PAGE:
The Olympus OMD EM10 was the company’s entry level mirrorless camera targeted at the folks who wanted a viewfinder and DSLR-like look and feel. Plus, with an affordable price, it was well worth it for many of them. But today, Olympus is announcing their brand new EM10 MK II–a camera with lots of new features that in some ways make it more appealing than the Olympus OMD EM5 Mk II and the OMD EM1–at least at the moment of publishing this post.
Olympus believes this camera to be a massive upgrade ergonomically and internally. But what many people may be most excited about is the new S-OVF mode. The Olympus OMD EM10 Mk II has a simulated Optical Viewfinder mode that lets you pretty much see the world as you would in real life–but through an EVF. In some ways, this is already possible with other cameras with settings tweaks, but Olympus puts it all into one convenient mode for you.
– 16MP Live MOS Sensor (slightly tweaked from the one previous)
– TruePic VII engine
– 5 axis IS, higher EVF
– New dials and buttons designed to mimic the look of a film SLR
– 8.5 fps shooting
– More emphasis on low light shooting with better AF
– Aluminum alloy body
– Comes in black and silver
– AF improvements to both touch focus and standard through the viewfinder focus.
– Live Composition from the EM5 MK II has been incorporated.
– S-OVF: Simulated optical viewfinder is an option. This is a 2.36 dot OLED viewfinder. The lenses and coatings for viewing are improved over the other cameras.
– Capability of using the touch screen as a track pag for AF targeting.
– WiFi functionality, control the camera from your smartphone
– 4K Timelapse video to 999 images; one image every 5 seconds
– VGA 120fps video
– Focus bracketing: useful in macro photography for focus stacking Can shoot three to 999 frames. It won’t merge the image together for you though, you have to do that in post-production
– Body only, available in Black and Silver — $649.99 (U.S.)
– Body in Black or Silver with M.ZUIKO DIGITAL ED 14-42 f3.5-5.6 EZ — $799.99 (U.S.)
– Availability in September
– No weather sealing
– Magnification for the EVF is 0.62x
– Video can be shot at 24, 30, 50, or 60 fps
– 14 art filters
– Three function buttons
– UHS 2 SD card compatibility
– Electronic shutter up to 1/16,000 shooting capability
The Olympus OMD EM10 Mk II is quite the upgrade from the original version ergonomically. It looks a heck of a lot more retro and feels much like an old Olympus OM camera. The front of the camera is minimal and there are barely any controls. There isn’t much of a grip, but instead there is just enough of one to mimic the feel of an old film SLR camera.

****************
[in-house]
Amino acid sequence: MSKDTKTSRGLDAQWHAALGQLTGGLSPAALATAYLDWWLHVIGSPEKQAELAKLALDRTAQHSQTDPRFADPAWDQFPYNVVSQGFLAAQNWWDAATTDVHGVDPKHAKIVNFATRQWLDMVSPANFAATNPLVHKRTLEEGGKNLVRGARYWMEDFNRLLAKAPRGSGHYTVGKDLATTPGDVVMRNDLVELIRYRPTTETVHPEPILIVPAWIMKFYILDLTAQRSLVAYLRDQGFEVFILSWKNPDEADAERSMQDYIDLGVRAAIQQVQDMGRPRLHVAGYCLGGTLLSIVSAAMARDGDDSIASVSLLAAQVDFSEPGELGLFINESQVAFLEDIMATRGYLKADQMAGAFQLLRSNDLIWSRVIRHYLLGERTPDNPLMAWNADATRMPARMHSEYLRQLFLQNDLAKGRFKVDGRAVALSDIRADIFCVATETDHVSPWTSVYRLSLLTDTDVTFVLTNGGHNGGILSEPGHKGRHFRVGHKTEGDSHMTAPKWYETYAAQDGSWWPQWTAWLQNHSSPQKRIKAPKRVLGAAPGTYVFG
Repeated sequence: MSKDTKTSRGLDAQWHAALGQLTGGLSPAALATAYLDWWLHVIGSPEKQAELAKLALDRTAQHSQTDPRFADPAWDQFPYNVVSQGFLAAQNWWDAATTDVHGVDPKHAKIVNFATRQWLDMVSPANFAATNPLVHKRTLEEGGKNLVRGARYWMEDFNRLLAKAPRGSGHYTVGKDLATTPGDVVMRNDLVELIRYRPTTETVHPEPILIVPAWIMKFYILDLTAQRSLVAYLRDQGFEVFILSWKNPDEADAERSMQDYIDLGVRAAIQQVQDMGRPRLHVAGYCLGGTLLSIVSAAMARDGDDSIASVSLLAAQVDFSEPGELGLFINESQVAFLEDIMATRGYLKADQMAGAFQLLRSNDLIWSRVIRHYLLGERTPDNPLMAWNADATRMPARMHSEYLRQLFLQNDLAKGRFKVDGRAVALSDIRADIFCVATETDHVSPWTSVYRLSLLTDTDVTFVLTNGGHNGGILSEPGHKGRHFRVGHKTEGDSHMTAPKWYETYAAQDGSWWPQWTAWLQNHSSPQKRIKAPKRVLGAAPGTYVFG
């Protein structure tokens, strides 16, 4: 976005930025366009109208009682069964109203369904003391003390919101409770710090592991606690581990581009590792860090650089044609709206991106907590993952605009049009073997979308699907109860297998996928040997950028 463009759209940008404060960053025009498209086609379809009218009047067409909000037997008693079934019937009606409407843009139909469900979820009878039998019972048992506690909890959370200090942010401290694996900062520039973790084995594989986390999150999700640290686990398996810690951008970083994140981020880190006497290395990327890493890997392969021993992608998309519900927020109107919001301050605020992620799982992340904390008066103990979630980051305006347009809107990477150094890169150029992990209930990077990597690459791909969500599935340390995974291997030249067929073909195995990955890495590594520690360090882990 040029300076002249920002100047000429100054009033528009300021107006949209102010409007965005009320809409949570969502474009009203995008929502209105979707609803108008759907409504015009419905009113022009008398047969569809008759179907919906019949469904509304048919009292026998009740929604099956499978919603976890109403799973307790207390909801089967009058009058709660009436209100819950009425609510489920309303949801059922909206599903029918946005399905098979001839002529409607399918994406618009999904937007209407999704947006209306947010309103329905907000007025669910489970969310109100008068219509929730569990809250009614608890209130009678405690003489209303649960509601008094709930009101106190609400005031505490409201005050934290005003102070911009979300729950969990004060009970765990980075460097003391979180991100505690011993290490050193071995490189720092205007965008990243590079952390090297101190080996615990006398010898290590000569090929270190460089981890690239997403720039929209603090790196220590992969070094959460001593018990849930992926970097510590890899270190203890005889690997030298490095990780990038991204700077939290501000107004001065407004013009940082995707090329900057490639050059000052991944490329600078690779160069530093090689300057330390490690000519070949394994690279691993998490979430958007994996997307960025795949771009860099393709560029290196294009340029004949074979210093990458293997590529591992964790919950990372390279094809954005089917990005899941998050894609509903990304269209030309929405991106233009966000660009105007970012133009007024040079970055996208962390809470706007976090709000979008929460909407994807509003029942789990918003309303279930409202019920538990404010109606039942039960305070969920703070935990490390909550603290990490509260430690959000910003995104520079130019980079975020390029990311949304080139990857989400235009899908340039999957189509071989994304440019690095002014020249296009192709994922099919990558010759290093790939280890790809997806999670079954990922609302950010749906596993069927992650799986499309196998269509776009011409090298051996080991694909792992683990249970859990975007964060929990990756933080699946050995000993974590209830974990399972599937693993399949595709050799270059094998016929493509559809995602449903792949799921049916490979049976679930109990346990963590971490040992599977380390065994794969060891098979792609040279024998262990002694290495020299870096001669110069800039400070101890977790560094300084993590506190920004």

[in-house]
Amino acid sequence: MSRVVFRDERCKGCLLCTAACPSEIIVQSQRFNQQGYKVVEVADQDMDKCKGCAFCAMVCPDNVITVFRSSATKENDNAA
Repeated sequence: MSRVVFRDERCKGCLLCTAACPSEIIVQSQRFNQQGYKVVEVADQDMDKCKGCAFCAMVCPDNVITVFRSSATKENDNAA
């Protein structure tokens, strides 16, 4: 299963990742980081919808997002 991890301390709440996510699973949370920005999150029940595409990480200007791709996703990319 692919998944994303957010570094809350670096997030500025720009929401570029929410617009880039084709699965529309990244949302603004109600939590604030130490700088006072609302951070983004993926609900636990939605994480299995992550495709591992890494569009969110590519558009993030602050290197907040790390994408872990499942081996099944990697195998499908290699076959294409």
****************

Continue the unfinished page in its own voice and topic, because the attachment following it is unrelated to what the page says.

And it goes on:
Move over to the top of the camera and you’ll find a plethora of controls here. There is a raised front and back exposure control dial. Plus you’ll find two function buttons, the mode dial, hot shoe, and a new on/off switch. This switch has a setting where if you push it beyond the on setting, you’ll activate the pop-up flash.
This flash is located right near the front of the camera and comes up a fair amount. But it won’t tilt or swivel at all.
The back of the Olympus OMD EM10 Mk II is where you’ll find more simplistic controls, the EVF and the giant LCD touchscreen. Here, you’ll also spot a four way direct keypad–which Olympus has had before but this one feels much better than all previous.
This screen flips up and down and tilts out for when you want to shoot from the hip or have tough angles to shoot from. It’s much like the other Olympus ILC cameras.
As I’ve told Olympus reps in the past, their pre-production units feel, well, not the best. But when the production unit finally comes in, I’m in love with the ergonomics. I’ve said this for every camera that we’ve had in since the Olympus OMD EM5.
The dials on top are supposed to be metal, but in our meeting, the pre-production unit felt like it had plastic dials and felt a bit cheap. The textures were right, but the toughness of solid metal just wasn’t there. Hopefully, the production unit will have metal when we get it in for review.
Metal vs plastic aside, the camera doesn’t feel half bad at all. It’s nice, grippy, and in some ways reminds me much of the original OMD EM5 with significantly raised dials and dials in the perfect spots.
Ease of Use
If you’re an experienced Olympus camera user, you’ll be faced with much of the same menu system. So you’ll just need to make a couple of extra navigations to find what you want.
In the brief 15 minutes that we had to spend with the camera, the OMD EM10 Mk II pre-production unit seemed to focus just as fast as the EM5 Mk II. We didn’t get to test it in low light considering that we went in for a 12PM meeting. That’s a feature that we’re going to need to test.
Since we handled a pre-production unit, we couldn’t put an SD card into the camera to record and store images.
So far, it seems like Olympus is packing lots of new technology into the camera. But the reason why you buy an Olympus, more so than even the great lenses, are the ergonomics. While I walked away not pleased this time around, I really wonder how the camera will feel if indeed the dials are metal.
We expect the image quality to be right on par with the other Olympus cameras since they’re all using a modified version of the same sensor–and in that case we shouldn’t be disappointed until we go above ISO 6400. But we’ll need to wait and see.